Pose a simple question — whom do you like for president? — and it opened up an oral history of wrongs committed by the Castro government, harrowing accounts of fleeing the country and hopes of a better life in the United States.
These stories have shaped a generation of conservative and Republican voters for whom the Cold War never really ended and remains seared into their personal lives.
The Republican Party’s hold on Cuban Americans, though, is changing. A younger generation born in the United States hears that story line handed down from their parents and grandparents, but it’s not a hardship they personally endured.
Polling shows that Cuban Americans are almost equally divided on U.S. policy toward Cuba, a shift from just a generation ago when only 13% favored normalizing relations with island government as the Obama administration is now trying to do.
The number of Cuban Americans identifying as Democrats doubled over the decade, to 44%, according to the Pew Research Center, and those calling themselves Republicans dropped below 50%.
A young police officer who just wanted to wait for his morning coffee in peace without talking politics took a pass when asked for his thoughts. Another, younger man had more interest in enjoying his ham sandwich than in discussing Bush, Rubio or Clinton.
More recent arrivals, who are coming for economic rather than political reasons, sometimes have different views than those who came before them, leading to differences of opinions among regulars at Versailles.
Juan Carlos Cabrera, 33, left his young son and daughter in Cuba eight years ago to find work in the U.S., riding the open sea for 12 days with others on a boat he built.
He likes Clinton because he believes opening relations with Cuba will be better for those still remaining on the island, including the family he left behind and hopes to see again. He plans to become a citizen this year, which would make him eligible to vote in 2016, and he’s leaning Democratic.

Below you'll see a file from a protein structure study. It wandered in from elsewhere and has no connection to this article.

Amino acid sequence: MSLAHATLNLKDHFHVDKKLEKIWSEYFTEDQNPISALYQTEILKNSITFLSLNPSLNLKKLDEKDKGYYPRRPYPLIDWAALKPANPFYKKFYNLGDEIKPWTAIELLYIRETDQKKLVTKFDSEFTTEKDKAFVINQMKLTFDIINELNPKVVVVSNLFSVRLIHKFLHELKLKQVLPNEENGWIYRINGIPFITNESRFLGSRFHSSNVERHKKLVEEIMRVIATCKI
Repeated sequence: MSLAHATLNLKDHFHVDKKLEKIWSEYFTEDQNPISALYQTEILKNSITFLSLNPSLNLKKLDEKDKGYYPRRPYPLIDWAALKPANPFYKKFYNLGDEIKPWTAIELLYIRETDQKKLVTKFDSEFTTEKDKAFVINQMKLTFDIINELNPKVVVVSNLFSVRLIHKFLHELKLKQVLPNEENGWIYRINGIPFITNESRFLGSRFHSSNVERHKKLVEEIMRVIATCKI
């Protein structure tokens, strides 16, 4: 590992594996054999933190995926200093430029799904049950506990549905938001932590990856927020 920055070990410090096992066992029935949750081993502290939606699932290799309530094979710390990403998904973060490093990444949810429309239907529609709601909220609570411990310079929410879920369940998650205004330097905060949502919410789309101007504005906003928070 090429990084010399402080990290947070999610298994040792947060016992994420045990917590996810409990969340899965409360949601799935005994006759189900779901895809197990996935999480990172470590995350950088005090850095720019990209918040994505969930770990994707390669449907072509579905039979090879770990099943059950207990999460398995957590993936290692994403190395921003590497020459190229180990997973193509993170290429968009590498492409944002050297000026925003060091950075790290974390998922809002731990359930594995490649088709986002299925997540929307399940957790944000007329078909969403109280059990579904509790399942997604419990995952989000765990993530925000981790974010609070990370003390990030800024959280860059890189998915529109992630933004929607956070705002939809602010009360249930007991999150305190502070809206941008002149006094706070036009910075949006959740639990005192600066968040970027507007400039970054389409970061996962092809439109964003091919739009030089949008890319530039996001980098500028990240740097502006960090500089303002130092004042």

The crowd outside ebbed and flowed. Conversations intensified, then drifted. Ducking inside to escape the heat, Sanchez-Gronlier, an attorney who also hosts a local AM talk radio show, was constantly approached by other customers, mostly fans offering words of encouragement.
Sanchez-Gronlier, who wears his black hair combed back, often serves as a voice for the generation of immigrants like him who came after the 1959 revolution. He acknowledged that younger Cuban Americans are veering away from conservatism.
“It’s changing in polls, but the poll that matters is the vote,” he said.
Still wearing his wrap-around sunglasses, he also served as an emissary for the pastry case just inside the restaurant door, explaining the differences between the square (guava), triangle (cheese) and round (meat) turnovers heating under a lamp.
Sanchez-Gronlier then pointed out a sign above the counter, posted to remind customers in the cramped lobby that Versailles has plenty of space for politics — on the patio.
“Se ruega a todas las personas que vienen a conversar que lo hagan fuera de la cafeteria gracias” — “To all of those who come to talk, please do it outside of the cafe thanks.”